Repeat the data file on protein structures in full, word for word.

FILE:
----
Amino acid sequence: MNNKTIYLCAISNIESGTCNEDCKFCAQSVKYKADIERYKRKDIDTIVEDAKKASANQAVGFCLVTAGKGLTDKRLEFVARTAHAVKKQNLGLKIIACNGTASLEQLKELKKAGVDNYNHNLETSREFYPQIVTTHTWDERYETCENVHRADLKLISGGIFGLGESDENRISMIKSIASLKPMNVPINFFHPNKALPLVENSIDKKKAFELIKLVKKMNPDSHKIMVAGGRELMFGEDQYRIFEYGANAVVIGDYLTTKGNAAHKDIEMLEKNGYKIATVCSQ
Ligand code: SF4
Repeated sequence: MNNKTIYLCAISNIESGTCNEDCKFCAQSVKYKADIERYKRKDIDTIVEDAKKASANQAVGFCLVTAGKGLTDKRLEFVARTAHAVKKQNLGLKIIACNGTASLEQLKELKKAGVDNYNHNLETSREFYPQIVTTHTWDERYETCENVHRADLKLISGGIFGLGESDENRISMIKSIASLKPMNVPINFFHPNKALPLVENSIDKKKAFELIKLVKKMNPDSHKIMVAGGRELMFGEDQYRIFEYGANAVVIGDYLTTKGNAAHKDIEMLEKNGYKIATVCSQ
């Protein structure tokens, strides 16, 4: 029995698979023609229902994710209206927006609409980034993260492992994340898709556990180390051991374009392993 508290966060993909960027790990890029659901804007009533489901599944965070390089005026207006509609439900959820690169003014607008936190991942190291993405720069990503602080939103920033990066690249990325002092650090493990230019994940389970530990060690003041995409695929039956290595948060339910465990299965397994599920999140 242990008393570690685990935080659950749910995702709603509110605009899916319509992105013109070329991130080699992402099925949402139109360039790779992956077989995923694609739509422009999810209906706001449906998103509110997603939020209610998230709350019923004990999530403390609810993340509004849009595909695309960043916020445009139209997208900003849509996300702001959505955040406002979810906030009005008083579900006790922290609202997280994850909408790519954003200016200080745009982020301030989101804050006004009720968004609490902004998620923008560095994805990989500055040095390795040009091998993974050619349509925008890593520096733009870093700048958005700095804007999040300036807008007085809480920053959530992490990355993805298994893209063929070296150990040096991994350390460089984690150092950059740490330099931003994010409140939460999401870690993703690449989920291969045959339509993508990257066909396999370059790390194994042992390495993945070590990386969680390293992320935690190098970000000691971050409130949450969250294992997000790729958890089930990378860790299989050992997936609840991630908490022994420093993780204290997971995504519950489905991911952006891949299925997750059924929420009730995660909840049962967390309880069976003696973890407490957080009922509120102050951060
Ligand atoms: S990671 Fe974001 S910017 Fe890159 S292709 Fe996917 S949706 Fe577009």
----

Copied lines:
Amino acid sequence: MNNKTIYLCAISNIESGTCNEDCKFCAQSVKYKADIERYKRKDIDTIVEDAKKASANQAVGFCLVTAGKGLTDKRLEFVARTAHAVKKQNLGLKIIACNGTASLEQLKELKKAGVDNYNHNLETSREFYPQIVTTHTWDERYETCENVHRADLKLISGGIFGLGESDENRISMIKSIASLKPMNVPINFFHPNKALPLVENSIDKKKAFELIKLVKKMNPDSHKIMVAGGRELMFGEDQYRIFEYGANAVVIGDYLTTKGNAAHKDIEMLEKNGYKIATVCSQ
Ligand code: SF4
Repeated sequence: MNNKTIYLCAISNIESGTCNEDCKFCAQSVKYKADIERYKRKDIDTIVEDAKKASANQAVGFCLVTAGKGLTDKRLEFVARTAHAVKKQNLGLKIIACNGTASLEQLKELKKAGVDNYNHNLETSREFYPQIVTTHTWDERYETCENVHRADLKLISGGIFGLGESDENRISMIKSIASLKPMNVPINFFHPNKALPLVENSIDKKKAFELIKLVKKMNPDSHKIMVAGGRELMFGEDQYRIFEYGANAVVIGDYLTTKGNAAHKDIEMLEKNGYKIATVCSQ
């Protein structure tokens, strides 16, 4: 029995698979023609229902994710209206927006609409980034993260492992994340898709556990180390051991374009392993 508290966060993909960027790990890029659901804007009533489901599944965070390089005026207006509609439900959820690169003014607008936190991942190291993405720069990503602080939103920033990066690249990325002092650090493990230019994940389970530990060690003041995409695929039956290595948060339910465990299965397994599920999140 242990008393570690685990935080659950749910995702709603509110605009899916319509992105013109070329991130080699992402099925949402139109360039790779992956077989995923694609739509422009999810209906706001449906998103509110997603939020209610998230709350019923004990999530403390609810993340509004849009595909695309960043916020445009139209997208900003849509996300702001959505955040406002979810906030009005008083579900006790922290609202997280994850909408790519954003200016200080745009982020301030989101804050006004009720968004609490902004998620923008560095994805990989500055040095390795040009091998993974050619349509925008890593520096733009870093700048958005700095804007999040300036807008007085809480920053959530992490990355993805298994893209063929070296150990040096991994350390460089984690150092950059740490330099931003994010409140939460999401870690993703690449989920291969045959339509993508990257066909396999370059790390194994042992390495993945070590990386969680390293992320935690190098970000000691971050409130949450969250294992997000790729958890089930990378860790299989050992997936609840991630908490022994420093993780204290997971995504519950489905991911952006891949299925997750059924929420009730995660909840049962967390309880069976003696973890407490957080009922509120102050951060
Ligand atoms: S990671 Fe974001 S910017 Fe890159 S292709 Fe996917 S949706 Fe577009």